Kerry Stirton, a New York-based investment manager formerly of Goldman Sachs, is a long-time student of macroeconomic trends and financial public policy. Each week he will examine a facet of the current economic situation, reviewing the best thinking on the topic, filtered by his own. Today, he begins by reviewing the matter of stimulus, central to the debate in Washington and Ottawa.
Milton Friedman would not approve.
The U.S. free-markets economist and Nobel recipient once famously said: "If you put the federal government in charge of the Sahara Desert, in five years there'd be a shortage of sand."
But he's no longer around to condemn the current enthusiasm for government stimulus, which suddenly enjoys a remarkably broad consensus. The current basic approach in Washington and in New York proceeds this way: "What's Plan A? Answer: Massive fiscal stimulus. What if it doesn't work; what's Plan B? Answer: More massive stimulus."
The questions that economists and politicians are really grappling with right now are occurring at a different level of emphasis:
How much stimulus is enough?
How much of a multiplier on spending can we expect?
Are direct spending programs more or less effective than tax cuts?
At precisely what should the direct spending be targeted?
When will we see the benefits?
This is where the differences start to emerge, in both economic theory and in political practice.
The Democrats - with Barack Obama and the director of the National Economic Council, Lawrence Summers, in the lead - tend to favour large-scale direct spending programs on projects they conceive as multiplier-rich public goods: hospital and school infrastructure, clean energy technology, highway and transmission line construction. These are areas where they think the private sector would not be stepping up, especially in this under-capacity economy.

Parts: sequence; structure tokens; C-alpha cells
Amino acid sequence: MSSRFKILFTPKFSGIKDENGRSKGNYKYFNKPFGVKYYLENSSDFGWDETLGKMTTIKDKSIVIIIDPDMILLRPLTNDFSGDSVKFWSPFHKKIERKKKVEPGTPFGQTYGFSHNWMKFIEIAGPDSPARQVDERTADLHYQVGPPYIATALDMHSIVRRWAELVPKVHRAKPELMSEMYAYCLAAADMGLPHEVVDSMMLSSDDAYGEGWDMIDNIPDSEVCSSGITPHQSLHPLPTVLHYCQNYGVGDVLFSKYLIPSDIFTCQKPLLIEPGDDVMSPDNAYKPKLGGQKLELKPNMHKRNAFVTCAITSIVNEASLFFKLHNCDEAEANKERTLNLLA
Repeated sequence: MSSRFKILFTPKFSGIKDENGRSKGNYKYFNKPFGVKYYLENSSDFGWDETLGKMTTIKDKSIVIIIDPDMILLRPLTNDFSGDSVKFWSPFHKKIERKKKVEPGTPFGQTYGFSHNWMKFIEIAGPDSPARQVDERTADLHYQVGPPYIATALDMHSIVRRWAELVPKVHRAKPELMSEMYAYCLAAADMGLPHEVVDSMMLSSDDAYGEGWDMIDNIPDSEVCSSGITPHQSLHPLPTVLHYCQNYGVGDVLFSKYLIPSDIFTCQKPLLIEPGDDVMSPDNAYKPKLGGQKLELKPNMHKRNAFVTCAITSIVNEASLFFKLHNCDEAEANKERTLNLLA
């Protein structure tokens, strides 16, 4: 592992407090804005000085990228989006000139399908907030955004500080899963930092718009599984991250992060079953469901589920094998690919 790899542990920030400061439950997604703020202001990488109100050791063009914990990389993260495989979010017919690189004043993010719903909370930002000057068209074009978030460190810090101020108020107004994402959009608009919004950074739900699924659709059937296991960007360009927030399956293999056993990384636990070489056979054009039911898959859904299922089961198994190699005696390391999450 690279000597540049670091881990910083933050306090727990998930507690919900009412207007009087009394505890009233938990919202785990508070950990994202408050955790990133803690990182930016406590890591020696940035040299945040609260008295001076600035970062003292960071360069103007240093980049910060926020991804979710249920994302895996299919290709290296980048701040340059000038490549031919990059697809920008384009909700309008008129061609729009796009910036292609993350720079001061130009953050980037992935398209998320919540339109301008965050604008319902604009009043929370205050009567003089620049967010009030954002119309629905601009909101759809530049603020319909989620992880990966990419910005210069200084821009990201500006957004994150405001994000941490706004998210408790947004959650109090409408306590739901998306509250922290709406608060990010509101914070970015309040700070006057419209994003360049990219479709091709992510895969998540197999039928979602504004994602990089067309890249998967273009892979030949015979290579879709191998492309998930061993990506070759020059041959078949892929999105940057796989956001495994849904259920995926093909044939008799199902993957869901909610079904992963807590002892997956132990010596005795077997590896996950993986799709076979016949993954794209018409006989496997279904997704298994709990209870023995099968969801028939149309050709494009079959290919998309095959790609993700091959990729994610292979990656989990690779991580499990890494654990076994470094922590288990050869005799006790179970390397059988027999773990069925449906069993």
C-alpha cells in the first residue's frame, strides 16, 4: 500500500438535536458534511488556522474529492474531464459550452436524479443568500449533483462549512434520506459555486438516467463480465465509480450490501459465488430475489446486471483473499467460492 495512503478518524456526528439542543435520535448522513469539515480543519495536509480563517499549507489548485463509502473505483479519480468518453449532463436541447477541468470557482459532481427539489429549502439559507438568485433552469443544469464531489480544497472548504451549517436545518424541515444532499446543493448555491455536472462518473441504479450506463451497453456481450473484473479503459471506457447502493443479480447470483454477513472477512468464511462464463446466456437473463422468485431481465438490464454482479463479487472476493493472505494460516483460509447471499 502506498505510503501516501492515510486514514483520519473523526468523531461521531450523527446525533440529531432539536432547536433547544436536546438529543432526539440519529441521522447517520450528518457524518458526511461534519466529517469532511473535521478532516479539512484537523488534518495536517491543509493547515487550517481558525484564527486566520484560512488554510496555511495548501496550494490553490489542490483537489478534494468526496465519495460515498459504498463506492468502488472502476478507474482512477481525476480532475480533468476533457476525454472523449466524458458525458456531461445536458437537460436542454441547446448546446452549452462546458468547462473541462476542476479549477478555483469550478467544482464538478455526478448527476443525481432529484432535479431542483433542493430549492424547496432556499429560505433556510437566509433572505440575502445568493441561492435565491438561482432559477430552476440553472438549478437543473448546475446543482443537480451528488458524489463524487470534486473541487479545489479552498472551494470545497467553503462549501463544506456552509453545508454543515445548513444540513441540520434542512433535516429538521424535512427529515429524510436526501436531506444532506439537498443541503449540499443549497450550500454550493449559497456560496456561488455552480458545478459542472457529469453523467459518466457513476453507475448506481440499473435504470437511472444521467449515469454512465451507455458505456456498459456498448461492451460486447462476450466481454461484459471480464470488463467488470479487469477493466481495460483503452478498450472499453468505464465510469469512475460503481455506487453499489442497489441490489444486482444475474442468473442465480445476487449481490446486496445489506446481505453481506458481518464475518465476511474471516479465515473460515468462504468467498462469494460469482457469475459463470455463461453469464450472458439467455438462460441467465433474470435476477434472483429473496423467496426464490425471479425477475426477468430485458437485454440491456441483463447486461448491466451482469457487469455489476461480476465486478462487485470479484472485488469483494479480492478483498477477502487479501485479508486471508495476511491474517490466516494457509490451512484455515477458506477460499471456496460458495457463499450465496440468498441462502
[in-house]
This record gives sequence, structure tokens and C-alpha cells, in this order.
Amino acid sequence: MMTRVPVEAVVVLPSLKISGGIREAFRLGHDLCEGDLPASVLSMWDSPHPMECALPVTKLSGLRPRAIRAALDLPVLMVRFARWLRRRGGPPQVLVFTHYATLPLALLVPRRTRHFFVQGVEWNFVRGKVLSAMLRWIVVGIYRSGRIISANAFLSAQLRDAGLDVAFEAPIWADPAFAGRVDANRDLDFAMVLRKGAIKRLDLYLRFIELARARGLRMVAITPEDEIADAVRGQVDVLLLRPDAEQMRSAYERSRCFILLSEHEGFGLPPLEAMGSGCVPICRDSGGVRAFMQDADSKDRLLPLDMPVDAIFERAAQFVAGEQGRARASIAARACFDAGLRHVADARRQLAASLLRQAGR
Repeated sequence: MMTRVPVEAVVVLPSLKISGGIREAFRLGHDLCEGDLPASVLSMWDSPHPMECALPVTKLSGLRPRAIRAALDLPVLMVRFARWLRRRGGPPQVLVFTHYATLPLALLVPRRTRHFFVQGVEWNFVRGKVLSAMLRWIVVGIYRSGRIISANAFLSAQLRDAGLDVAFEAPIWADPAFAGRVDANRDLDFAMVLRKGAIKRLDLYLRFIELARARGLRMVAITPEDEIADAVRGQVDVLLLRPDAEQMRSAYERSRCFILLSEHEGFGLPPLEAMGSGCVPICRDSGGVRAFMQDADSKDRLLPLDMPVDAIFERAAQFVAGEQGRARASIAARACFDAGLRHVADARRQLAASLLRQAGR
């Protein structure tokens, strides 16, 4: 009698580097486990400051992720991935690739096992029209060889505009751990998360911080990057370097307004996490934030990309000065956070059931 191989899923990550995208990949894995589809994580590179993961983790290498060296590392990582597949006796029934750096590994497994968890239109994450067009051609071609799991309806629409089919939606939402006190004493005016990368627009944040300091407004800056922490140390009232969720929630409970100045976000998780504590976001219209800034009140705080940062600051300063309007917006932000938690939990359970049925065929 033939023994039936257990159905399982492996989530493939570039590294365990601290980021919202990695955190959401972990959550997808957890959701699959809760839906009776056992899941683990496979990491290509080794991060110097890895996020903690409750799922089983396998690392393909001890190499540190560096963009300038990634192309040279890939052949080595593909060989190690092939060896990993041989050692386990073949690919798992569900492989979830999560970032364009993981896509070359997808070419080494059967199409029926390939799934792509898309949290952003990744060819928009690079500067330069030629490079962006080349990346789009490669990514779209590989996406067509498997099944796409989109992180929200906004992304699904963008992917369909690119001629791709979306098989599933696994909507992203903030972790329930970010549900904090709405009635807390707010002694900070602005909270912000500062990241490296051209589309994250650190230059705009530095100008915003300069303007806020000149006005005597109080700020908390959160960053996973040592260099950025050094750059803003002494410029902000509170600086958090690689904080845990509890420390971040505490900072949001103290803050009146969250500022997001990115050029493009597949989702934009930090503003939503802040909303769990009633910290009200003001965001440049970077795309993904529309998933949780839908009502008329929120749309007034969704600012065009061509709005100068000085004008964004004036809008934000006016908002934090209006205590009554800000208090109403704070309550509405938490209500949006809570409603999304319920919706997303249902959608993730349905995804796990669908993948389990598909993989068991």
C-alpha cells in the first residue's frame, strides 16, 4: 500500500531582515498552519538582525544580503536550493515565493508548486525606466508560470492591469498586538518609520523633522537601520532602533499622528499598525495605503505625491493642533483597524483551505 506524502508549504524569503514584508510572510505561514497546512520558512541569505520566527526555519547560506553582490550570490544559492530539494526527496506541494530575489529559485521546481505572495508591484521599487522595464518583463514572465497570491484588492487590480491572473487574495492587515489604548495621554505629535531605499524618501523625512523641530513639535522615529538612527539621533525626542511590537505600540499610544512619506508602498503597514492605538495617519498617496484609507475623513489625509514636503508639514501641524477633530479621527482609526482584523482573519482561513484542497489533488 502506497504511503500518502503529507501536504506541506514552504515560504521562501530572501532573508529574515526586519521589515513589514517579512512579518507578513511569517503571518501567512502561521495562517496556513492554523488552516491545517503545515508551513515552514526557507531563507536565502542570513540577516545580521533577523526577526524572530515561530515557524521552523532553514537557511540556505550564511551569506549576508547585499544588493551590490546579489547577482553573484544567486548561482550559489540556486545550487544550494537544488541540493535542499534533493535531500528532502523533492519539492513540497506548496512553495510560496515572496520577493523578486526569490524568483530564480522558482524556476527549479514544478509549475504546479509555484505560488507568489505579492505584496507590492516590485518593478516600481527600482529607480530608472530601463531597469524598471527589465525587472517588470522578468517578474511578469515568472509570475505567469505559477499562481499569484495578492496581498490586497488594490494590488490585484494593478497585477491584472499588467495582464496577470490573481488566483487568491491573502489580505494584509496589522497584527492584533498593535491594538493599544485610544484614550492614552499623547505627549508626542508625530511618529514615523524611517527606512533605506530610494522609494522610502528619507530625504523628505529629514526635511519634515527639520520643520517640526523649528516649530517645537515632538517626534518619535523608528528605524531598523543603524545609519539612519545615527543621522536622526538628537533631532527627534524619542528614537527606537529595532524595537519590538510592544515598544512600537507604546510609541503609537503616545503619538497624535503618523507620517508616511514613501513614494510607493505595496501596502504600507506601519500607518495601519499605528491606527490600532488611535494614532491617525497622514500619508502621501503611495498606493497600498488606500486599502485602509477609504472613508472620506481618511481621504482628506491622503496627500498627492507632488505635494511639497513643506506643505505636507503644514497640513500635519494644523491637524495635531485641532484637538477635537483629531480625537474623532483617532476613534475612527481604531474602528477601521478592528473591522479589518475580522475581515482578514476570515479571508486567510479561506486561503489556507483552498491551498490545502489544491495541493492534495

The main arguments are that direct spending can target long-term, strategically beneficial priorities, yet get three to four million people back to work quickly, according to the president-elect. The programs cannot be hijacked into savings accounts or stuck under mattresses as tax credits can be. Invoked as supportive authority for this approach are John Maynard Keynes and the reinvestment programs of the Thirties and the period around the Second World War spawned by Keynes's thinking. That said, the proposed program is a real political compromise that throws together a large tax cut of about $300-billion with nearly $500-billion in direct spending.
Republican economists tend to agree that a sizable stimulus is needed, but prefer monetary tools and tax cuts. They think direct spending is misdirected and slow. They see such spending as inevitably wasteful because it comes in a pressured and artificial manner, and is not allocated by pricing mechanisms in the market; with lower multiplier effects than tax cuts. They prefer tax cuts, because in theory they could start going to work as soon as they are passed into law, as people should know they have more take-home income.
But regardless of left-right balance, most economists will acknowledge that even if a spending program's multiplier effects are reasonably positive, the effect unavoidably lags. Promises of millions of created jobs in the very short term are probably not well grounded. As Anthony Karydakis, former chief U.S. economist for JP Morgan Asset Management, now teaching at Columbia University, states:
"The potential of such a package to turn the economy around in any meaningful way in 2009 is actually quite limited. In fact, it is nearly impossible to alter the trajectory of economic activity over the next two to three quarters, fiscal stimulus or not. ... Over that time frame, the economy will simply do what it is already on track to do, which is essentially to experience additional contraction."